Too Much; Too Little. Lord help me, I can't find the Middle

Watching Fellini’s “Amarcord” on TCM. (See and It was a fine sharp stick in the eye of the societal norms of authoritarian repression and misrepresentation of Catholic & Fascist Italy in the glory days before the war that laid Fascism to rest (for a half century anyway).

80 years later (42 since the film was made), one can see the excesses of both religious and political repression… and the gross lack thereof in modern times that followed the latest egalitarian revival in the 1960s.

But if one gets up outside the box of “this” =or= “that,” one can see that humans have been caroming back and forth from “this” =to= “that” (and back again) with little or no ability to see any other alternative besides the sort of wanton free expression we take for granted now =or= totalitarian moralism, and control of the dumbed down masses with shame-dumping, guilt-heaping and – if those fail – outright battering.

It doesn’t look to me like most people can tell what is from what isn’t. All they can do is believe in “this” or “that” and follow the leader. One could so easily do otherwise by using one’s eyes, ears and sense of emotions. But, alas, almost no one can do that after they have been subjected to the ministrations of the “instructors.”

Wot say?

My take on it will disagree with yours, though maybe not so much in the end. For I am highly skeptical about the very idea of seeing what is, as you call it. To me it seems one cannot go beyond interpretation, and it seems to me any interpretation will be made possible by a practice. That said, I strongly agree with you that some interpretations are distressing, harmful, immoral, etc. And these may indeed be somewhat forced upon us, by being trained/conditioned into these ways of acting and thinking that make us interpret things such and such. To see things differently, I think, is always possible, yet may be very, very hard at times.

One way of seeing things differently is to take a detached, sort of scientific way of interpreting. Seeing others in terms of mere biological objects may be one example. Such that you do not see the subjectivity in the eyes of the other, but rather see them as biological machines or something of the like. At times, I can imagine, such a way of seeing may be helpful, in reducing distress. At other times, it may give rise to a feeling of loneliness or disconnectedness. I think though, that such a way of seeing others is still one that is only enabled by a practice of biology, and possible other sciences, which emphasize only certain aspects of an organism. Hence, to me it is still an example of interpretation according to the norms of some subculture. And I am willing to bite the bullet here: both to see a table as a usuable object that allows to sit at, put other things on etc, and to see it merely in terms of a plane and legs hinge upon social ways of treating it, the former being to see it as one of the many table users, the other maybe as one of the table producers, or as a mathematician.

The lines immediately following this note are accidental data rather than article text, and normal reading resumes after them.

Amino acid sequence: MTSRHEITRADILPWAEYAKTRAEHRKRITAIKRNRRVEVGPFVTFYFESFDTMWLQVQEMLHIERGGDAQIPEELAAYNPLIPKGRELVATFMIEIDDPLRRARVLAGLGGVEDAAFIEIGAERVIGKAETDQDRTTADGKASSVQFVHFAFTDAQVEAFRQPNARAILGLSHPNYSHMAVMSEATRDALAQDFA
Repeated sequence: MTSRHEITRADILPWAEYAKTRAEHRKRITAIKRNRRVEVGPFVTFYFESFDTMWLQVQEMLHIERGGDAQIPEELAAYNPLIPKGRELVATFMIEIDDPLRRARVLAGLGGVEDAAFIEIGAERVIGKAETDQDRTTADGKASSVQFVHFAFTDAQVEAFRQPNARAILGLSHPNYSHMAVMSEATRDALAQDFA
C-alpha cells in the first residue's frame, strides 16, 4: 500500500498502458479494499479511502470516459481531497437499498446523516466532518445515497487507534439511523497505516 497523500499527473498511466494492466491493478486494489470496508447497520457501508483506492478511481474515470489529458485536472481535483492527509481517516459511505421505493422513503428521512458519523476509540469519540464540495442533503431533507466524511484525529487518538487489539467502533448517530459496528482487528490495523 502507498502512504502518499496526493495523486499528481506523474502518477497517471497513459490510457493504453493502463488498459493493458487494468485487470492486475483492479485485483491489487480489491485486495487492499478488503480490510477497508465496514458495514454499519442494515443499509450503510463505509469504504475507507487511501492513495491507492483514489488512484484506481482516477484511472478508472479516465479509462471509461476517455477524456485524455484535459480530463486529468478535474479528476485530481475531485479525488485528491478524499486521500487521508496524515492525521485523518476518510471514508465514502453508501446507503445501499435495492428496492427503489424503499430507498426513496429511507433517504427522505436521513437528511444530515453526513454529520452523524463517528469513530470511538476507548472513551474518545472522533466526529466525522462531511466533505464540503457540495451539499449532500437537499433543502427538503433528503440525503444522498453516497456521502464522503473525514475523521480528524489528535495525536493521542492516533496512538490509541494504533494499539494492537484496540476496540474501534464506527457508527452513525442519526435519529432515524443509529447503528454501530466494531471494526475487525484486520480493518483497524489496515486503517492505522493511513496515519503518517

I see such ways of interpreting according to subcultural norms as enabling interpretation, rather than hiding, or obscuring the one true nature of things. To see interpretation going hand in hand with a communal way of living has helped me to interpret my psychosis as such, reducing much distress as well. Where our ways of seeing things may meet eachother, is in the idea that to get stuck into one interpretation can be unnecessarily distressful, harmful etc.

Umm…I love Dr. Paul Farmer and his ideas, and the WAY he did what he has done

It did to me, too. Until I learned that “seems” means “appraise according to belief.”

I have no problems with this.

Then we should have mutual clarity about our diverse points of view.

I try my best (at least) to empirically observe not only what is “out there” but also my processing of what I see “in here,” accepting that corruptions and contaminations of pure perception are bound to occur, and trying to see those contaminations and corruptions as they are.

(One hopes that the “conceptual generalizations” one acquires from observing are as close to accurate as possible, but also accepts the fact that memory is both unreliable at best, and biased by previous experience.)

Kantian empiricism (vs. Cartesian rationalism) in short.

This is a queer dichotomy to me - for Kant is known to have provided a synthesis between rationalism and empiricism, in short: all knowledge comes from experience (such is the empiricism part), but experience is only possible in the forms/categories of the mind (the rationalism part). No such thing as experience of the thing in itself according to Kant. And I follow such a conception - though amanded in such a way that the categories are socially and historically situated. The transcendental ‘we’, instead of ‘I’.